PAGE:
Whether it’s something as important as taking them with us to vote during election time, or as minor as contacting a company to tell them what we love–or don’t love–about their products, every one of us has a voice that is worthy of being heard, no matter who’s listening.
Today Maddy, Owen, and Cora learned first-hand how valuable their opinions are as consumers. It was awesome for me to see the surprise in their eyes when they realized how powerful their voices are, even at 6, 4, and 3-years-old.
- Teaching Children to the Power of Voice: I’m not talking about ‘voice’ as it relates to writing (although that was always one of my favorite topics back in my good, ole English teaching days).
Rather, the ‘voice’ we talked about today was our actual shared opinions on a product or service. I’ve always been one to find a second to call a company if the taco shells I brought home were crushed and unusable, if the slides on my sandwich bags wouldn’t close properly, or if I had an unpleasant experience at a store, show, or event. I’m not a complainer; I just appreciate well-made products and think that respectful customer service is a necessity.
So this winter, when Maddy, Owen, Cora, and I battled repeatedly with the most ridiculous syrup container ever created, one day I finally decided something had to be done.
Every time we used the syrup, even though it claimed to have an “easy pour” cap, heavy, sticky syrup dripped, leaked, and landed everywhere imaginable. Finally, it ended up on one too many laps and pantry shelves, and I decided to call the company.
I made a really big deal about calling the company on that “last straw” morning. I looked for the phone number on the back of the bottle, and I said something like, I’ve had it. We’re going to call this company to tell them how unhappy we are with this silly bottle. We cannot use the syrup anymore because it makes such a mess. I’ll never, ever buy this again. What are some things we can tell them when we call?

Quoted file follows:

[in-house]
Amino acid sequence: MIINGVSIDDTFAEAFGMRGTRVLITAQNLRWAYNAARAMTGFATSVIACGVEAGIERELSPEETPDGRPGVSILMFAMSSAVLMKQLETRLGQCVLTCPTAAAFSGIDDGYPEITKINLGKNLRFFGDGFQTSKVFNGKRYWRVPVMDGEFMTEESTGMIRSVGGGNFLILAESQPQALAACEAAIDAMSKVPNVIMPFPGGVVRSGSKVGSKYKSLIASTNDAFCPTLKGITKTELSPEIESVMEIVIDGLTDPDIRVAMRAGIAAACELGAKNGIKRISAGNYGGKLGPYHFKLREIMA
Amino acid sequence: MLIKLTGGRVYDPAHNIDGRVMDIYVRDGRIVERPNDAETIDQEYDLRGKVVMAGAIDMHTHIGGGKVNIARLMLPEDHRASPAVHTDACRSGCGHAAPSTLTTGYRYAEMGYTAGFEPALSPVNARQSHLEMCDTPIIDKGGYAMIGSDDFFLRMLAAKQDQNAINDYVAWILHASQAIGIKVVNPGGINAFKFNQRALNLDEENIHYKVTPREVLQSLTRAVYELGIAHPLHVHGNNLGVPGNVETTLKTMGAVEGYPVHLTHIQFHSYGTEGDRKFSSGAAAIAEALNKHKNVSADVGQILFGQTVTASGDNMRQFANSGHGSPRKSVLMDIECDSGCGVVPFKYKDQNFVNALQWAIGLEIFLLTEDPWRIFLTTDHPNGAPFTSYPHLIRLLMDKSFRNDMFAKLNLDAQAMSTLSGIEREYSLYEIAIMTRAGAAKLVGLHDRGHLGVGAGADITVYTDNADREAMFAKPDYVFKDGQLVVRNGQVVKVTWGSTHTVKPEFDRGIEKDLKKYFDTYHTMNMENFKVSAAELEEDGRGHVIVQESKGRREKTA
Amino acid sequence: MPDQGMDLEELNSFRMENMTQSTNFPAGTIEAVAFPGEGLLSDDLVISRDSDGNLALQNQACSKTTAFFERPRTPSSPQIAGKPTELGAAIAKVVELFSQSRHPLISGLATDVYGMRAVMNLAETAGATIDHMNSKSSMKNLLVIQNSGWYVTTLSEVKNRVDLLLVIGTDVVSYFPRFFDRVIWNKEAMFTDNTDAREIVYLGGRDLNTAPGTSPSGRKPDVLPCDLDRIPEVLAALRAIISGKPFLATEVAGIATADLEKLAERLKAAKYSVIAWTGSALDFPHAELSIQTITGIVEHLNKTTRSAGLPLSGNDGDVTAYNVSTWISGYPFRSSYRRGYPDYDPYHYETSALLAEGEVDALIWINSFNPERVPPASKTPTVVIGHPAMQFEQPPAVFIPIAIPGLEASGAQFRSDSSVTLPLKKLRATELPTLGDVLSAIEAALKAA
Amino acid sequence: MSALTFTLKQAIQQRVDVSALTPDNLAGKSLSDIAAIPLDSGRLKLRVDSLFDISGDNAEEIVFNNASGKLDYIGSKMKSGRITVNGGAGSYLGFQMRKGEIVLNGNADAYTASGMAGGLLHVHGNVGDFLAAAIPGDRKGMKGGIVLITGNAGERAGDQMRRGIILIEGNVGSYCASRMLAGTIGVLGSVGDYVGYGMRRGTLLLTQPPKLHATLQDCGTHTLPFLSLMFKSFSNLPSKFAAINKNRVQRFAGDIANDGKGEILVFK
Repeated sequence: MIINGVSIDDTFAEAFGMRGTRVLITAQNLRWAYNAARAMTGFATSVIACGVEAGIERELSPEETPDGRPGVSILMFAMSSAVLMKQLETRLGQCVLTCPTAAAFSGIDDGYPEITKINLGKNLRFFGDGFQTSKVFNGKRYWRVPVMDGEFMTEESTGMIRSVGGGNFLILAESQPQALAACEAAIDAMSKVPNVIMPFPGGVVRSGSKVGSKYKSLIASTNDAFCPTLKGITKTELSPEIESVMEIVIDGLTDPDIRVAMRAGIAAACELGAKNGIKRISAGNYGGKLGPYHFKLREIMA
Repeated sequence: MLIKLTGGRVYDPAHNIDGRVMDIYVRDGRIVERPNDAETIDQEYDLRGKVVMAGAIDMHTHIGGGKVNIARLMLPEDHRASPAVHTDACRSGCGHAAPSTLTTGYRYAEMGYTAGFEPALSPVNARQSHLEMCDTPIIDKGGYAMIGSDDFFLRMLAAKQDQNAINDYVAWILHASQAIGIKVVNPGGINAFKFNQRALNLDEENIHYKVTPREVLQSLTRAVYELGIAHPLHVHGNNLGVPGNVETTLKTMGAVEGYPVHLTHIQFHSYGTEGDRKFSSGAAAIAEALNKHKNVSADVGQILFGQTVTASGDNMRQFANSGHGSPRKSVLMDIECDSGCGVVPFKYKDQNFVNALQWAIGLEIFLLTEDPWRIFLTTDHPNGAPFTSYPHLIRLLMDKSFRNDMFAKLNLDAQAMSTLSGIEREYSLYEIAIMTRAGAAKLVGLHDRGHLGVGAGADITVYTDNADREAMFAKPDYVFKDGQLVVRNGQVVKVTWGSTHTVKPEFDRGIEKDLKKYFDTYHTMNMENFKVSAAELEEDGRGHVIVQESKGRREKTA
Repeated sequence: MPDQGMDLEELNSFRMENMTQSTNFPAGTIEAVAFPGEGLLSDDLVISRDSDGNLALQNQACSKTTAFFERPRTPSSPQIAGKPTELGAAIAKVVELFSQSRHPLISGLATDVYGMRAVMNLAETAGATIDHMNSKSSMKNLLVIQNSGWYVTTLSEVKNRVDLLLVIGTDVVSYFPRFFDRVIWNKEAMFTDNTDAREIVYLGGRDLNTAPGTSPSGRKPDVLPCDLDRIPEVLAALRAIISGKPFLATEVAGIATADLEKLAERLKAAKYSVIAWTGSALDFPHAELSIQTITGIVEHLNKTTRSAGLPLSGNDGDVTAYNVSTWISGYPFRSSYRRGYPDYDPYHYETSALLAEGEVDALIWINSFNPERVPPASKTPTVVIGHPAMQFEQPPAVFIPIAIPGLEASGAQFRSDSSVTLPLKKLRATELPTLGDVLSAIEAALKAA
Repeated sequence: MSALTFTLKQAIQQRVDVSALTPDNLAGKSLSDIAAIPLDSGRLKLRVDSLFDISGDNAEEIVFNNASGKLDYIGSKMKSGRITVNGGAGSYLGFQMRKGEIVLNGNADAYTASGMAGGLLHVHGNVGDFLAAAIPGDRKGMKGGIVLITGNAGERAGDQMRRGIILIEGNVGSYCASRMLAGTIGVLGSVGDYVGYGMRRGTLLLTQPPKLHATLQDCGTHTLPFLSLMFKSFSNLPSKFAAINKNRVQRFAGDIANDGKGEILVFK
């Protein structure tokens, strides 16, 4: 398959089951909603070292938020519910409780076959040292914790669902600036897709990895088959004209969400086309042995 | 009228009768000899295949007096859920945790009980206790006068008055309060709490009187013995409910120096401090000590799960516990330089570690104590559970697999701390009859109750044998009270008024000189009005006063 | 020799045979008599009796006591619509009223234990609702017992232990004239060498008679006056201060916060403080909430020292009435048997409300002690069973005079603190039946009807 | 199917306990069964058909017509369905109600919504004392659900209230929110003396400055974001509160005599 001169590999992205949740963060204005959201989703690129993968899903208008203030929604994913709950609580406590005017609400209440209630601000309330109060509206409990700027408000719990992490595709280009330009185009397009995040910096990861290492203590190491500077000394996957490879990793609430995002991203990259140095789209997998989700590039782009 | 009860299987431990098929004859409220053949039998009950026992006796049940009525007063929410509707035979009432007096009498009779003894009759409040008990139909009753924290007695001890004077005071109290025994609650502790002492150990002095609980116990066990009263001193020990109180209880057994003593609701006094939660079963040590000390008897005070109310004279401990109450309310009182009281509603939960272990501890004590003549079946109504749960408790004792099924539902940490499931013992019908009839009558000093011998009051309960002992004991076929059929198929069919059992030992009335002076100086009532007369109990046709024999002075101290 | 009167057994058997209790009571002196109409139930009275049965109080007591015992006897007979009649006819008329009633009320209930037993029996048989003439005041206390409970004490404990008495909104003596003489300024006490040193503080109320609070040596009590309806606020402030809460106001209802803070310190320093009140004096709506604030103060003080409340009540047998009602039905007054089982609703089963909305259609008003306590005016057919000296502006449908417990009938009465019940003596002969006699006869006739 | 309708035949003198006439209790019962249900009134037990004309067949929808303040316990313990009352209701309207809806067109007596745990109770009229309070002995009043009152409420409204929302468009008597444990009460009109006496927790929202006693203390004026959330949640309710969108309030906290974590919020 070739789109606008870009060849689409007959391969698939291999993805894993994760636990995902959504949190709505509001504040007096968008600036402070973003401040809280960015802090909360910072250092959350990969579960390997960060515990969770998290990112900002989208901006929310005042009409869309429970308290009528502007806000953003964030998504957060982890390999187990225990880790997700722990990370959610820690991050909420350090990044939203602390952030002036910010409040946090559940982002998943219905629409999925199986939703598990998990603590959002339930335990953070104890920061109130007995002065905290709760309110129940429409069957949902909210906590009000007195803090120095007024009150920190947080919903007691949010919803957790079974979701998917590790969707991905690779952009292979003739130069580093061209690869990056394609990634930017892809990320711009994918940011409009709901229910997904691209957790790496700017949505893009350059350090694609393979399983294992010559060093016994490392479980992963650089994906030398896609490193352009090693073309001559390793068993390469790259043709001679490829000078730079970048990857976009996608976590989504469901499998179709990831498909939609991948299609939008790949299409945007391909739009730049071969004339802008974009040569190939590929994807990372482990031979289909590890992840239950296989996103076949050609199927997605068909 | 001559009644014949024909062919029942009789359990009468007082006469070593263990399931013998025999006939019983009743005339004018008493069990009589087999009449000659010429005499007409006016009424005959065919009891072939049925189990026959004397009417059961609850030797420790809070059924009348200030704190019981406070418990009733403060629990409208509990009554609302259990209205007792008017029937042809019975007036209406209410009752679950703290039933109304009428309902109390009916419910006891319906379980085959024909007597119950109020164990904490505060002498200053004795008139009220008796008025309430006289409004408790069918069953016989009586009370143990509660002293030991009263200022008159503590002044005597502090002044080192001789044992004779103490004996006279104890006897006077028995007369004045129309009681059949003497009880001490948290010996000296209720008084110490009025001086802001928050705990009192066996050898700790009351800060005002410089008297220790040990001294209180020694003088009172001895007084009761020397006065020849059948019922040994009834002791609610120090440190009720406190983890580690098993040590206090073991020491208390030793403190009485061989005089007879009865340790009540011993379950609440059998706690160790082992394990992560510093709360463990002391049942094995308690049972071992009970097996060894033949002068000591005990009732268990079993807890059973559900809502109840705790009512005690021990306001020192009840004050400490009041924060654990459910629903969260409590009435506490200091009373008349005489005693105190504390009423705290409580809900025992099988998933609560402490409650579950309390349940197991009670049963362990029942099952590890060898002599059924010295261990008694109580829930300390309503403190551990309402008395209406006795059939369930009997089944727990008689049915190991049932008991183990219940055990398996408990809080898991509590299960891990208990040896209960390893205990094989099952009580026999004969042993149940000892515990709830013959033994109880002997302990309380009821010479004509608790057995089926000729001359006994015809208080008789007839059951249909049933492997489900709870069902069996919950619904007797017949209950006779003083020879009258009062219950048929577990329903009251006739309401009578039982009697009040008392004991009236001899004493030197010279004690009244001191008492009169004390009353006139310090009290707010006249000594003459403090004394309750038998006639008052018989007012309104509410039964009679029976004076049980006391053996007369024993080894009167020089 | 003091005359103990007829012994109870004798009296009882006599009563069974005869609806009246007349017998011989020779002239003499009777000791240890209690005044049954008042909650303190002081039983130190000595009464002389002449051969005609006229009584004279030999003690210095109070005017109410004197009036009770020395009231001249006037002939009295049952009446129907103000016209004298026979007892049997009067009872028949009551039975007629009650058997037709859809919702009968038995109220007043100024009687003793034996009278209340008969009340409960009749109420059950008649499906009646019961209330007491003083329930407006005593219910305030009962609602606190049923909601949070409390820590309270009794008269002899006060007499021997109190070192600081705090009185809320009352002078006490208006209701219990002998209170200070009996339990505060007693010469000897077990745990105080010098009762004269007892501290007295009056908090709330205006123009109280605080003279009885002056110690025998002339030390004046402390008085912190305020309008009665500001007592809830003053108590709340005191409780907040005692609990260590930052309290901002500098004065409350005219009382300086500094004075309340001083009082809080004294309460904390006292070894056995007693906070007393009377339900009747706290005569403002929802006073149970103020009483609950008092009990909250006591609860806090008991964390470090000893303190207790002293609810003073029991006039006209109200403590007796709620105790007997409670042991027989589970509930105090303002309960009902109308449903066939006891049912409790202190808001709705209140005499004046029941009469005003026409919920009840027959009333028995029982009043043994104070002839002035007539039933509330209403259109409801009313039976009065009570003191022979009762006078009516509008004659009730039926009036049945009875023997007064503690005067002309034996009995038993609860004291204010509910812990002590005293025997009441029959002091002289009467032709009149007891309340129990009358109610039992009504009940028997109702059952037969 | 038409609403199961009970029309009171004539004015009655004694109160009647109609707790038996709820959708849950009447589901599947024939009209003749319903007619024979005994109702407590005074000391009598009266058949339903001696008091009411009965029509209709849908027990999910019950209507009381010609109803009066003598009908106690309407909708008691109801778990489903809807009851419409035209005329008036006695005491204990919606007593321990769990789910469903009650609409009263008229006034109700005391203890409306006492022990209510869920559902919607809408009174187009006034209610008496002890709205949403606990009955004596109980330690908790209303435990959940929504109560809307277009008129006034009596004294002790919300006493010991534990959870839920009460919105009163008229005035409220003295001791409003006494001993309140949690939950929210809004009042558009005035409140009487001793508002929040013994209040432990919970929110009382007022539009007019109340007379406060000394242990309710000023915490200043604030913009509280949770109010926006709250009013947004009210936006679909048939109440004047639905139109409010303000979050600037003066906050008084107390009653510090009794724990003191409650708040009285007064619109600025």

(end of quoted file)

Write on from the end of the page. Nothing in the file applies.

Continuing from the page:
Maddy and Owen came up with the obvious–that syrup drips everywhere when Mommy pours it, that we have to use a napkin to stop the drips. (We stuck a napkin to the already-sticky bottle in a fruitless attempt to help manage the drips; it didn’t help.)
So I called. And I politely spoke to the customer service representative who apologized and sent me a replacement coupon later that week. Granted, the kids couldn’t really appreciate a coupon like I did, but when a small box appeared at our door today, things changed.
Any time a box arrives, we make a big deal about it, so today was no different. When I opened it up and saw a brand-new syrup bottle, my little ones were excited and curious. I read the letter that was included which explained that this company has recently redesigned the cap, that they valued our opinion, and that they want us to try the new cap then share our thoughts with them.
Maddy was psyched. Oh my gosh, Mommy. We get to try the new bottle and then tell them if it’s fixed. How cool?
It was cool. This company really did listen when we called, and they really do value our feedback. How incredibly exciting for three little syrup-lovers and their mom! Sunday pancakes will take on a whole new meaning when my bottle-testers are wearing their strong-voiced consumer hats!
So that was that. It was a laid-back, sunny, yard-work Saturday for us, topped with an unexpected lesson in exercising our voice and practicing savvy communication with companies. I’ll take that kind of learning any day.